The FDA approved Jazz Pharmaceuticals’ Sunosi (solriamfetol) for adults with narcolepsy or obstructive sleep apnea in March and Harmony Biosciences, LLC’s Wakix (pitolisant) in August. Sunosi was launched in July, and Wakix is expected to be launched later this year.

Some researchers say Sunosi and Wakix may have advantages over older treatments. Still, plans have been reluctant so far to add Sunosi to their preferred drug lists, and they seem likely to take the same cautious approach with Wakix.

First-line treatment for narcolepsy generally involves stimulant medications such as methylphenidate, amphetamines or modafinil/armodafinil, says Mesfin Tegenu, R.Ph., president of PerformRx. “Efficacy of the agents rarely exceeds around 70% to 80% of the normal ability to stay awake,” Tegenu tells AIS Health.

Some stimulants, including modafinil and some forms of methylphenidates and amphetamines, are available in generic form, Tegenu says. “Many plans may require trial(s) of an available generic product prior to payment of a brand-only formulation, or trial of less costly alternatives to higher-priced generic items if there’s a significant price difference,” he says.

It’s not clear whether either Sunosi or Wakix provide substantially better outcomes than the therapies currently in use, says April Kunze, Pharm.D., senior director, clinical formulary development and trend management strategy at Prime Therapeutics LLC.

Tegenu says that both Sunosi and Wakix are non-formulary products for now for PerformRx, since it’s not possible to know whether they’re equally or more effective than older treatments. They will be “handled the same as all newly available drugs: considered non-formulary until enough clinical data is made available to add them to the covered medications class of drugs.”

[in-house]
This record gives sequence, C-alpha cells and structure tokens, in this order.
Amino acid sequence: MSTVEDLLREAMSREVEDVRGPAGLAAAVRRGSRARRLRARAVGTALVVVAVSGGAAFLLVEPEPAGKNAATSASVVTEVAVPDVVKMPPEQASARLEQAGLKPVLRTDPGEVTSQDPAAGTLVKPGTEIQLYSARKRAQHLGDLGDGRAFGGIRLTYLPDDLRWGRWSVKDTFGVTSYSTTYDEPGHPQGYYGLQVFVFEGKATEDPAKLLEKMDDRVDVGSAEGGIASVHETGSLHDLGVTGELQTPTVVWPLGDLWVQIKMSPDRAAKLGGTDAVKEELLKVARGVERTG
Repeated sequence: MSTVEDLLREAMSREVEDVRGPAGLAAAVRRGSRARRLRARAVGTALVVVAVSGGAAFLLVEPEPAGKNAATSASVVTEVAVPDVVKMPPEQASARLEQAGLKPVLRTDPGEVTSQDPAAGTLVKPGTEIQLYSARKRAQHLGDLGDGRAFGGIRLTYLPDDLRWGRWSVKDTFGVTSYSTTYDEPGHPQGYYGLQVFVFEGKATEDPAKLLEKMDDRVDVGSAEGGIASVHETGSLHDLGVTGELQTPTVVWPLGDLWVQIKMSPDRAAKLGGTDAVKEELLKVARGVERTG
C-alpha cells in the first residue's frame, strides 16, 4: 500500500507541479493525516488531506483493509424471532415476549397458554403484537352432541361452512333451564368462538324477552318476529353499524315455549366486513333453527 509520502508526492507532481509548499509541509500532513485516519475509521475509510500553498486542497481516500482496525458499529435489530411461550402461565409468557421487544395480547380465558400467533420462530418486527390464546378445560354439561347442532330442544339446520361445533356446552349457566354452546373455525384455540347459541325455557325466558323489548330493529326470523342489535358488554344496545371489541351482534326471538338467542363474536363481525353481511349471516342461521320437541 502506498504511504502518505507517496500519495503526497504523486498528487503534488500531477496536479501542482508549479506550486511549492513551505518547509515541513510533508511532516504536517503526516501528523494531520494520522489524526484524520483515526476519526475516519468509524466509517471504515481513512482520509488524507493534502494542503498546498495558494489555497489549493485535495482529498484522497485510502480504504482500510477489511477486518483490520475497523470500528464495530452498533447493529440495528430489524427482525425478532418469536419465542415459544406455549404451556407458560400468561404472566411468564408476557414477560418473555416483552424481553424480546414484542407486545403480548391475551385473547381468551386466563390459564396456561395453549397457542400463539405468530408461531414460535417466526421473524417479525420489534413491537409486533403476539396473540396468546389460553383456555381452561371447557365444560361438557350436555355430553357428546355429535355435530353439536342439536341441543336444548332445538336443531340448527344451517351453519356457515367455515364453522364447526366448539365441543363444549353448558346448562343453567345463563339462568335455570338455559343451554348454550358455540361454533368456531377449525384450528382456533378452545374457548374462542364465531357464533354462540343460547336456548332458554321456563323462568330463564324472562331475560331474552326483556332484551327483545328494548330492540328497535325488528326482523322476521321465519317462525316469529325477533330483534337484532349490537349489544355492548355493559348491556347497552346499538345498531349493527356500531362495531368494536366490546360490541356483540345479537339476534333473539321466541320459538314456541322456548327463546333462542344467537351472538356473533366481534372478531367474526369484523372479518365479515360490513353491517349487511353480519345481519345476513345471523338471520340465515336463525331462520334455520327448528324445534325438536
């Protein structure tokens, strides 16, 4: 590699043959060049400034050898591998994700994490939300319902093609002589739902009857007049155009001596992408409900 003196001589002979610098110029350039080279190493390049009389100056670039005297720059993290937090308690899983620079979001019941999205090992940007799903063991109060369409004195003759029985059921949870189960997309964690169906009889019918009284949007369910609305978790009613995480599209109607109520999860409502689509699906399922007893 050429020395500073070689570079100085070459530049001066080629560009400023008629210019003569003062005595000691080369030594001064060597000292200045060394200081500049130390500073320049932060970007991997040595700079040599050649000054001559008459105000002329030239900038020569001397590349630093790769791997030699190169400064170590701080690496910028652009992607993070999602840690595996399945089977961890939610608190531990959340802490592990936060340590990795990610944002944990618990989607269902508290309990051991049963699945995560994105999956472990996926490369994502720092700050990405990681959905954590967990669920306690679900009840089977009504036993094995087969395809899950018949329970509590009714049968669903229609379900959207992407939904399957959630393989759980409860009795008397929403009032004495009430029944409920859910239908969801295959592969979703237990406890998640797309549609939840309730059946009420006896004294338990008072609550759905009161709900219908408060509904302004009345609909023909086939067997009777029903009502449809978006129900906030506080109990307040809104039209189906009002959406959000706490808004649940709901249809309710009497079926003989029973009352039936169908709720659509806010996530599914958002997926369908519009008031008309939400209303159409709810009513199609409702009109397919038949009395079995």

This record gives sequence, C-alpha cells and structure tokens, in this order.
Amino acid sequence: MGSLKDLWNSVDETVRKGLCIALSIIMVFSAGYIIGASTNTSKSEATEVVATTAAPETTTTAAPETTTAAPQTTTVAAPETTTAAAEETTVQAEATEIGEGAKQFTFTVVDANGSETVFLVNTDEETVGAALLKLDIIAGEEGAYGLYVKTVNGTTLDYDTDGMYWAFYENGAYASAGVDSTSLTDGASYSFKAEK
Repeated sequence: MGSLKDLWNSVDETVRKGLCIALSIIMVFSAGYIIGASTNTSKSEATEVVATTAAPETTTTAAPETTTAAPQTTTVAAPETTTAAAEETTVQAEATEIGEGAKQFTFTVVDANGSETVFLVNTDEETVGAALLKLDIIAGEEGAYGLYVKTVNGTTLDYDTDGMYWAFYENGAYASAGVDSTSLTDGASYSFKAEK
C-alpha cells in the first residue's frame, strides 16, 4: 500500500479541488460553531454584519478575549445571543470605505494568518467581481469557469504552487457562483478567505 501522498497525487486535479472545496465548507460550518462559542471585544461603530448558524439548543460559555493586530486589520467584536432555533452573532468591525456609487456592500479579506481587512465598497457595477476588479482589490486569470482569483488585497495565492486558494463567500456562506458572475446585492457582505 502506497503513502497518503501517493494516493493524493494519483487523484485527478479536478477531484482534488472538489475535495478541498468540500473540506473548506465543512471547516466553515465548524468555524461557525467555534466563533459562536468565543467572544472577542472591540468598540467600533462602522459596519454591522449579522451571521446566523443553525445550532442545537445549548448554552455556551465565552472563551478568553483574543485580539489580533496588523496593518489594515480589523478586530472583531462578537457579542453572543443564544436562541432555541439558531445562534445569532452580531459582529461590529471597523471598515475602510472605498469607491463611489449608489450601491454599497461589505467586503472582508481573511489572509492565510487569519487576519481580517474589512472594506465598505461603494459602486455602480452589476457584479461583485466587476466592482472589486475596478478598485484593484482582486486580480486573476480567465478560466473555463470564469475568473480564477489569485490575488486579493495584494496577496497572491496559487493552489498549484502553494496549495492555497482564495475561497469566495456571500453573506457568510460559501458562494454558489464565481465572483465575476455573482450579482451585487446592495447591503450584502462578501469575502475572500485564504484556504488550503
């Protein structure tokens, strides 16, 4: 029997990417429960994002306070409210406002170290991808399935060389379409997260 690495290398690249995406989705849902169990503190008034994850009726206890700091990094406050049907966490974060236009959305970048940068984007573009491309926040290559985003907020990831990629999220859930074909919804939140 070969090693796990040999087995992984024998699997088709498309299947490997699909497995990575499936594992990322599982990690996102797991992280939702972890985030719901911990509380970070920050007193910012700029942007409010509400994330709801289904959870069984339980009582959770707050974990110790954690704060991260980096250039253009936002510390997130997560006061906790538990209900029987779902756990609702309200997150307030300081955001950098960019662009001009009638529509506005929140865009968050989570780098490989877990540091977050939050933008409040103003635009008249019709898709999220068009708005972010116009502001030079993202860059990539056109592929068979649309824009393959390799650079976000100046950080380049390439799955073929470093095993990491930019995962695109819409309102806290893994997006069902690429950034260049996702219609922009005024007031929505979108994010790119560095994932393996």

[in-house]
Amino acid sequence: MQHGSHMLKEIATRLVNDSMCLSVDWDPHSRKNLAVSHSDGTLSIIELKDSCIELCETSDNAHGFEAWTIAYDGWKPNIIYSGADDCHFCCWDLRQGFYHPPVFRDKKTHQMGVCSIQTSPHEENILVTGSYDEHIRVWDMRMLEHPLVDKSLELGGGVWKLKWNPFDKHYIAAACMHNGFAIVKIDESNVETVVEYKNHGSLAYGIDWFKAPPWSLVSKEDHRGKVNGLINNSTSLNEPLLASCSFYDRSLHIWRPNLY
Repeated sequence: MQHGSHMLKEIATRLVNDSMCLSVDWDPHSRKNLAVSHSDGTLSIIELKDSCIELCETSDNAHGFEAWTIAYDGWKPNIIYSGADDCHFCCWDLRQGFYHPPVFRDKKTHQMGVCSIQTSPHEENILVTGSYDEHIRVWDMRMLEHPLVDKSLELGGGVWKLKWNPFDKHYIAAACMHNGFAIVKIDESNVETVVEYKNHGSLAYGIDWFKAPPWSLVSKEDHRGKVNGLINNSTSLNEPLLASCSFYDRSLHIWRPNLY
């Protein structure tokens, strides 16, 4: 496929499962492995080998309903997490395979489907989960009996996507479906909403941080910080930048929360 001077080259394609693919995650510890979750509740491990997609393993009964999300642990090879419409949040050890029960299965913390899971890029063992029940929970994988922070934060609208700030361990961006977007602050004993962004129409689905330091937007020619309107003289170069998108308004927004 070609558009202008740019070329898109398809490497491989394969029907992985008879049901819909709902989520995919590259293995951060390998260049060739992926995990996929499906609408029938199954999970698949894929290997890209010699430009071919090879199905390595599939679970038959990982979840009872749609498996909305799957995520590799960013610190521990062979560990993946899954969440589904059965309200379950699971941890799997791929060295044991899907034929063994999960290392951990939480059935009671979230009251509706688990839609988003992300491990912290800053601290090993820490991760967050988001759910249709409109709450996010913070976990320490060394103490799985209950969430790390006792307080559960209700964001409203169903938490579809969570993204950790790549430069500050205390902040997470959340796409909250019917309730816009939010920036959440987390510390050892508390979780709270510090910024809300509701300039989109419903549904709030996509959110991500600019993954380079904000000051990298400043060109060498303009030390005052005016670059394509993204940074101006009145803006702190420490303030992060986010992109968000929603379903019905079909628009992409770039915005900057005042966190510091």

Radar On Market Access: New Solutions to Finance High-Cost Treatments May Raise New Questions

September 17, 2019

With concerns mounting about how health plan sponsors will pay for breakthrough treatments with ultra-high price tags, some major insurers are offering up new solutions aimed at easing that burden, AIS Health reported.

With concerns mounting about how health plan sponsors will pay for breakthrough treatments with ultra-high price tags, some major insurers are offering up new solutions aimed at easing that burden, AIS Health reported.

Cigna Corp. “appears at the forefront” of initiatives to cope with super-high-cost drugs, as Citi analyst Ralph Giacobbe puts it, given that the firm recently introduced a new solution that would help clients pay for and manage two gene therapies: Luxturna and Zolgensma.

Members whose plan sponsors pay a per-member per-month fee for Cigna’s new solution — called Embarc Benefit Protection — will pay nothing out of pocket for Zolgensma or Luxturna if they meet the clinical qualifications to be treated with one of those therapies.